Graphene and quantum dots enable a unique CMOS-integrated camera

May 30, 2017

Researchers from the ICFO have developed the first graphene-QDs-CMOS integrated camera, capable of imaging visible and infrared light at the same time. The camera may be useful for many applications like night vision, food inspection, fire control, vision under extreme weather conditions, and more.

The imaging system is said to be based on the first monolithic integration of graphene and quantum dot photodetectors, with a CMOS (complementary metal-oxide semiconductors) read-out integrated circuit. The implementation of such a platform in applications other than microcircuits and visible light cameras has been impeded by the difficulty to combine semiconductors other than silicon with CMOS, an obstacle that has been overcome in this work.

Korea-based ETRI develops OLED display with graphene transparent electrodes

Apr 11, 2017

Researchers from the Korea-based ETRI (Electronics and Telecommunications Research Institute) have used graphene transparent electrodes to create an OLED display, 370mm x 470mm in size.

ETRI graphene-electrode OLED prototype, Apr 2017

The ETRI team designed a process that can pattern a graphene-made transparent electrode in accurate size on a glass substrate. The researchers replaced indium tin oxide used for current commercial applications, that is a rare metal known for being brittle.

Kansas U team takes an explosive approach to graphene manufacturing

Jan 26, 2017

A team of researchers at Kansas State University has discovered a way to mass-produce graphene with three ingredients: hydrocarbon gas, oxygen and a spark plug. The technique involves filling a chamber with acetylene or ethylene gas and oxygen and using a vehicle spark plug to create a contained detonation - all that's left then, according to the team, is collecting the graphene that forms afterward.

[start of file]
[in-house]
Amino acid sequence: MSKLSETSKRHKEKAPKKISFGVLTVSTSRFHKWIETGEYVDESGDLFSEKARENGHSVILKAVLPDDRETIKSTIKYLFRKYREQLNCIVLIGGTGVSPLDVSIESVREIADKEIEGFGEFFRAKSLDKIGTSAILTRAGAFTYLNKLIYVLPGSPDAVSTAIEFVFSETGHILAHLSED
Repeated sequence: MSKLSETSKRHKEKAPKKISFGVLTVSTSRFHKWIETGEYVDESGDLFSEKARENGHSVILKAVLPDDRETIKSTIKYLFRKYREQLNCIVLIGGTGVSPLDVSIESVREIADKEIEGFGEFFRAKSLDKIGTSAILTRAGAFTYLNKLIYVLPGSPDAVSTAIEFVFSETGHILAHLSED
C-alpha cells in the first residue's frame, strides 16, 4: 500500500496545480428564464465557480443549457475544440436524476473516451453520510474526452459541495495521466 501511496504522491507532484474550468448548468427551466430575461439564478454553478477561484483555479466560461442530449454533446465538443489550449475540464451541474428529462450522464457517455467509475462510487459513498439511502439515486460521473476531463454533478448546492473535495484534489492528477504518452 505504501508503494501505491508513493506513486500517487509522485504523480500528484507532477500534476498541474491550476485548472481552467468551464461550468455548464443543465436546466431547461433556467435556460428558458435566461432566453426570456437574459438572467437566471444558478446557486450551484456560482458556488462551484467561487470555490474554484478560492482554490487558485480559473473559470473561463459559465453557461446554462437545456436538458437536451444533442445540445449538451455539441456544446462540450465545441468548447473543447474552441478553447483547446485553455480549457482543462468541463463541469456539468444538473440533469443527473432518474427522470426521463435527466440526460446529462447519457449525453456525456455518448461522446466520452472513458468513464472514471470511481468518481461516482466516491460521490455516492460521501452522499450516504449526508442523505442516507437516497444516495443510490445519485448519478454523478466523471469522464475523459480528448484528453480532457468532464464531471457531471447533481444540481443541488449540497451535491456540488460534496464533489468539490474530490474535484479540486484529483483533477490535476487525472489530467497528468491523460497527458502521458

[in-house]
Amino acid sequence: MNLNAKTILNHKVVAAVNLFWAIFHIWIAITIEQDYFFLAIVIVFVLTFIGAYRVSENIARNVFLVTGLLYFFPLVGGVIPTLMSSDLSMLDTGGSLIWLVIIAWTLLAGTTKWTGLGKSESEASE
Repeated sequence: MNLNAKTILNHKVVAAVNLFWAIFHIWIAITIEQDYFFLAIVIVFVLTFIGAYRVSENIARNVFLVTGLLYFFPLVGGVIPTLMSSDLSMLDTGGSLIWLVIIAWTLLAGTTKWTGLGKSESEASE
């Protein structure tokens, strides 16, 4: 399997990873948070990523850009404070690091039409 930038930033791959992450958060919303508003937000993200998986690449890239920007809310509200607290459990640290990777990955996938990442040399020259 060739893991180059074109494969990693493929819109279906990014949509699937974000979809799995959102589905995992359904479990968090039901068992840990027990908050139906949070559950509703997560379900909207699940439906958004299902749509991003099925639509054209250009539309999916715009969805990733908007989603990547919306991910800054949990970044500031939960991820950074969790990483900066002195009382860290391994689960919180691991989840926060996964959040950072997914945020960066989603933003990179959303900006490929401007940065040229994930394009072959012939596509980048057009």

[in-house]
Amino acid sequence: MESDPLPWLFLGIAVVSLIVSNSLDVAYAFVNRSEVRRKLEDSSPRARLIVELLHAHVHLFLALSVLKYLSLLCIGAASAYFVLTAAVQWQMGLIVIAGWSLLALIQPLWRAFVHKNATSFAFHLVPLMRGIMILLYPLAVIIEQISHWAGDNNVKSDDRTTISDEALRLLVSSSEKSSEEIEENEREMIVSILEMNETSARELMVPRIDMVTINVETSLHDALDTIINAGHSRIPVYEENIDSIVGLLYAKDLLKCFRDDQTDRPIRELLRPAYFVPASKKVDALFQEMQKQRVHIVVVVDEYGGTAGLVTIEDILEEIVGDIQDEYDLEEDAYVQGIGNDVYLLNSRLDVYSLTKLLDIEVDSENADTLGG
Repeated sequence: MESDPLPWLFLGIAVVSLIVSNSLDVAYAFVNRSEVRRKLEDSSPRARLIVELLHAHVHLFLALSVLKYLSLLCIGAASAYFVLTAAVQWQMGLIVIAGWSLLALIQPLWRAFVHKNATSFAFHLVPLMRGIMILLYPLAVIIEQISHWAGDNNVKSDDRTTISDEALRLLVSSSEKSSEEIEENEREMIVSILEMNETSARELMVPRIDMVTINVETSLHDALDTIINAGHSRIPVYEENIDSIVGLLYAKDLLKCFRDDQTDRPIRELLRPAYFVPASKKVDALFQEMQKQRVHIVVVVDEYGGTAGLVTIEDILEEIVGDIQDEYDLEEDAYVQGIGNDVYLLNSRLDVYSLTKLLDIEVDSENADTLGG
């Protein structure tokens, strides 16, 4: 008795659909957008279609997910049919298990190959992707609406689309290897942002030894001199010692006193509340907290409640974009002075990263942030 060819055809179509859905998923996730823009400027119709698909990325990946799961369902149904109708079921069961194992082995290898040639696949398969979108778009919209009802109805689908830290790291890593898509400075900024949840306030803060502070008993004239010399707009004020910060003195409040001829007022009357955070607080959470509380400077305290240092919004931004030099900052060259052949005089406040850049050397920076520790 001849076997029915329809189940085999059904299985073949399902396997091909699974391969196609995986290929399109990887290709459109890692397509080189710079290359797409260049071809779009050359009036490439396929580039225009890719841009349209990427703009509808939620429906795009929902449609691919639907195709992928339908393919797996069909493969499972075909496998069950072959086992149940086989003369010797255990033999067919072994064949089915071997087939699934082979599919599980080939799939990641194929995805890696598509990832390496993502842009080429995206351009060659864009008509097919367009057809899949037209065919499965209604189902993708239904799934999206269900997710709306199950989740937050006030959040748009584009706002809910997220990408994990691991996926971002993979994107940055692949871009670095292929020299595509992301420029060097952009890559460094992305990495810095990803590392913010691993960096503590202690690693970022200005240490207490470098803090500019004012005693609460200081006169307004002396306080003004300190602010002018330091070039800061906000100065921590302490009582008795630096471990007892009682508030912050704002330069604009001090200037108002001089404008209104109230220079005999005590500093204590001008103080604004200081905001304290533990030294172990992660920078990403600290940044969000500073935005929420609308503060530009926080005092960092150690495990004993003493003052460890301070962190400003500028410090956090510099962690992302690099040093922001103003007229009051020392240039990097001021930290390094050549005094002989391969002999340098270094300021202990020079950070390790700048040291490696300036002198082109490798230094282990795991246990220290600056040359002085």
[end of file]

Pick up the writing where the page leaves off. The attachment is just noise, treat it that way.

The researchers state that this is a viable process to make graphene; they explain that the process has many positive properties, like economic feasibility, the possibility for large-scale production and the lack of hazardous chemicals. What might be the best property of all is that the energy required to make a gram of graphene through this process is much lower than other processes.

Nanomedical Diagnostics starts shipping its graphene-based sensors, explains its technology and business to Graphene-Info

Dec 04, 2016

San Diego-based Nanomedical Diagnostics, established in late 2013 to develop cutting-edge diagnostics equipment, recently started shipping its graphene-based sensors and the AGILE R100 system which allows for real-time detection of small molecules - with no lower size limit. Nanomedical's graphene-based sensors enable faster sample processing, greater accuracy, portability and cost savings.

Nanomedical Diagnostics Agile R100 photo

TThe company's CEO, Ross Bundy, was kind enough to explain the company's technology and business to us.

Versarien - Think you know graphene? Think again!Versarien - Think you know graphene? Think again!